Costs of arbitration in the USPS  USPS paid out $28 million in arbitration awards in 1st quarter and the MBTA  Big bucks for axed T stiffs.

Monday, February 13, 2012

Retired police officer, now firefighter, entitled to reimbursement of health care premiums

Finding the grievance both procedurally and substantively arbitrable, Arbitrator Francis Donal O’Brien finds that the Town of North Providence, Rhode Island violated its agreement with the Fraternal Order of Police by failing to reimburse a retired police officer for health care contributions required in his subsequent employment.
Grievant was employed by the Town as a police officer for over 20 years prior to his retirement. The applicable cba provided that upon his retirement he would be eligible to receive continued medical coverage, with the Town paying 100% of the premium.  The agreement also provided that if he became employed by a firm, person or corporation providing paid  family medical coverage his Town coverage would be suspended but the Town would reimburse him for any contribution required by the “new” employer
After his retirement from the police department ,grievant attended the North Providence fire academy as was hired by the Town as a firefighter.  The firefighters were represented by a union other than the FOP, and the contact covering them required a premium contribution for covered employees.  The Town refused to reimburse grievant for the required contribution, contending that it was not a “new” employer.
                While finding the Union and grievant “took an exceedingly long time” to file a grievance, the Arbitrator concluded that the grievance was a continuing one and the grievance was therefore timely. The Arbitrator also concluded that while grievant was no longer part of the FOP bargaining unit, the Union had the right to arbitrate a claimed violation on contract language specifically applicable to retirees.
                On the merits, the arbitrator found that the language of the cba applicable to continuing health care coverage was not dependent upon whether the subsequent employer was a “new” employer or the same employer. Accordingly he upheld the grievance.
The arbitrator's award can be found here.

Friday, February 10, 2012

Labor Arbitration in the news

Arbitrator Richard Boulanger found the city of Salem, Mass. bound by past practice to pay a retired police officer for paid holidays and vacation pay for the remainder of the year he retired.  Ruling: City must pay cop

Double secret probation? CWA reports on an arbitration award setting aside a ten year probation period imposed on an employee for, among other reasons, the Company's alleged failure to inform the grievant or the union of  the action. Arbitration Award: CWA Local 9003/Verizon Accident Plan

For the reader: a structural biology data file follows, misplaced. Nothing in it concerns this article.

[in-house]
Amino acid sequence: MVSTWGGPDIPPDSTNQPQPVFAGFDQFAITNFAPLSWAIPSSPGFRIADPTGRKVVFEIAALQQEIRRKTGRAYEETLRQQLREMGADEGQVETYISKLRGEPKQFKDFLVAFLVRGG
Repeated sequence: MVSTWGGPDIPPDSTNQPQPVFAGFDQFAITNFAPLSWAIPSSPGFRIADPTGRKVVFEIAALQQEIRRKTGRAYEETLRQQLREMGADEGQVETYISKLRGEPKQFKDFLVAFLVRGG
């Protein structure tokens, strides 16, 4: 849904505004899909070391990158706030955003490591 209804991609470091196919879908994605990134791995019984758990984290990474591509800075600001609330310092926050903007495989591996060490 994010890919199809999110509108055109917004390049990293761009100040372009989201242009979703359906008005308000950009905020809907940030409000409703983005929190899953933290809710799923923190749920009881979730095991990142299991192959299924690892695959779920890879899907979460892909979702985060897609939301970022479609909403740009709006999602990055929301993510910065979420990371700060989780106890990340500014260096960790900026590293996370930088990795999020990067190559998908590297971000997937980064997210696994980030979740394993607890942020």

SEIU Local 1107 has filed suit seeking to enforce an arbitrator's award reinstating a grievant after the employer, a hospital, allegedly refused to reinstate the grievant who had been terminated for claimed involvement in a patient's death.  Union sues after Sunrise refuses to rehire nurse

Monday, February 6, 2012

Marriage not a basis for termination

          In a case involving the State of Maine and the Maine State Employees Association, Arbitrator Joseph Daly reversed the termination of an employee of the state’s Bureau of Insurance. The termination took place after Grievant submitted an inquiry about whether his participation in the Department’s audit of an insurance company where his wife was employed as a manager would constitute a conflict of interest. After receiving the inquiry, Bureau management, after consultation with its legal counsel, concluded that Grievant’s employment was in violation of a statute prohibiting a “connection” between Bureau employees and insurance company management. Grievant was terminated based upon a “conflict of interest” in violation of the statute.
          Arbitrator Daly concluded that the State failed to establish just cause for the termination. The arbitrator noted that Grievant’s marriage was well known in the Bureau, and that it was undisputed that his termination was not for any form of misconduct. In sustaining the grievance, the arbitrator observed:

          In this case, there is absolutely no evidence of any critical analysis or legal reasoning supporting the legal conclusion that Section 209 disqualified [Grievant] from continued employment with the Bureau. None of the statutory provisions or ethical guidelines introduced into the record clearly compelled [Grievant's] termination; and the notions of ‘fairness’ and ‘reasonableness’ required the State, when determining whether or not to discharge an employee with thirteen years of unblemished service to the State, to gather and present at least a modicum of evidence, or analysis, or reasoning to support its interpretation of the various statutes and ethical guidelines.

          In sum, the arbitrator concluded that the State failed to establish that its interpretation of the relevant statute was correct, and that it failed to demonstrate that it considered any alternatives to termination.

          Arbitrator Daly's award can be found here

Friday, February 3, 2012

Labor Arbitration in the News

          AFSCME Local 788 President Denise Nephew comments on an adverse award from Arbitrator Kenneth Toomey. In My Opinion-Behind the city lockbox program

          Niagara Frontier Transportation Authority must submit its unresolved labor agreement to binding interest arbitration. NFTA union wins right to arbitrate

The Pennsylvania Commonwealth Court has upheld an arbitrator's award requiring the City of Scranton to refund  increases in health insurance costs. Ruling against Scranton upheld. The court's decision can be found here.